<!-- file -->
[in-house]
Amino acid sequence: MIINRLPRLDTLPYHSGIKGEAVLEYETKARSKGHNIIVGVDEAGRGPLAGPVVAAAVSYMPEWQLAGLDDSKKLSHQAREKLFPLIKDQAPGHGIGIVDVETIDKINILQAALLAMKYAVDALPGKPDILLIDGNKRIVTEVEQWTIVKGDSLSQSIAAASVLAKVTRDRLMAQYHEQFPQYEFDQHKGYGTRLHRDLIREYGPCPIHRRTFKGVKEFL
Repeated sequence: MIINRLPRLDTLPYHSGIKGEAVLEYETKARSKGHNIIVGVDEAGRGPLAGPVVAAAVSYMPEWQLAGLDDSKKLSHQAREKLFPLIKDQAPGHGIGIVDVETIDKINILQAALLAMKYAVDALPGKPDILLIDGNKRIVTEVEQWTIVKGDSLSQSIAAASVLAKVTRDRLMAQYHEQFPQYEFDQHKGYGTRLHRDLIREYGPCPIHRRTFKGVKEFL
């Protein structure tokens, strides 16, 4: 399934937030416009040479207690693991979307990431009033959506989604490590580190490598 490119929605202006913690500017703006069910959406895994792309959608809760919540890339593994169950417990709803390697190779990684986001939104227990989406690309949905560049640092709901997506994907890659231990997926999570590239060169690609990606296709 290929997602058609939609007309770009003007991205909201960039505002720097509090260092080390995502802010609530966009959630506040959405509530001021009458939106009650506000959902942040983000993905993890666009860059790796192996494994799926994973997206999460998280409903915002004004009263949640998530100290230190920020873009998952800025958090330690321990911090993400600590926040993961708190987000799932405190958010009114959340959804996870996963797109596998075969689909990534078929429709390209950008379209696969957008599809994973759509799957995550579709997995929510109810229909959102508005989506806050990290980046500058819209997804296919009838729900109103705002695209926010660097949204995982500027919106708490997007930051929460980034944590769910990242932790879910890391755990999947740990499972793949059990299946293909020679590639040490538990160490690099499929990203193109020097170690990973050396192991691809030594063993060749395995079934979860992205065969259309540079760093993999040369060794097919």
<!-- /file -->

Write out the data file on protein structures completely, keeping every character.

[in-house]
Amino acid sequence: MIINRLPRLDTLPYHSGIKGEAVLEYETKARSKGHNIIVGVDEAGRGPLAGPVVAAAVSYMPEWQLAGLDDSKKLSHQAREKLFPLIKDQAPGHGIGIVDVETIDKINILQAALLAMKYAVDALPGKPDILLIDGNKRIVTEVEQWTIVKGDSLSQSIAAASVLAKVTRDRLMAQYHEQFPQYEFDQHKGYGTRLHRDLIREYGPCPIHRRTFKGVKEFL
Repeated sequence: MIINRLPRLDTLPYHSGIKGEAVLEYETKARSKGHNIIVGVDEAGRGPLAGPVVAAAVSYMPEWQLAGLDDSKKLSHQAREKLFPLIKDQAPGHGIGIVDVETIDKINILQAALLAMKYAVDALPGKPDILLIDGNKRIVTEVEQWTIVKGDSLSQSIAAASVLAKVTRDRLMAQYHEQFPQYEFDQHKGYGTRLHRDLIREYGPCPIHRRTFKGVKEFL
């Protein structure tokens, strides 16, 4: 399934937030416009040479207690693991979307990431009033959506989604490590580190490598 490119929605202006913690500017703006069910959406895994792309959608809760919540890339593994169950417990709803390697190779990684986001939104227990989406690309949905560049640092709901997506994907890659231990997926999570590239060169690609990606296709 290929997602058609939609007309770009003007991205909201960039505002720097509090260092080390995502802010609530966009959630506040959405509530001021009458939106009650506000959902942040983000993905993890666009860059790796192996494994799926994973997206999460998280409903915002004004009263949640998530100290230190920020873009998952800025958090330690321990911090993400600590926040993961708190987000799932405190958010009114959340959804996870996963797109596998075969689909990534078929429709390209950008379209696969957008599809994973759509799957995550579709997995929510109810229909959102508005989506806050990290980046500058819209997804296919009838729900109103705002695209926010660097949204995982500027919106708490997007930051929460980034944590769910990242932790879910890391755990999947740990499972793949059990299946293909020679590639040490538990160490690099499929990203193109020097170690990973050396192991691809030594063993060749395995079934979860992205065969259309540079760093993999040369060794097919």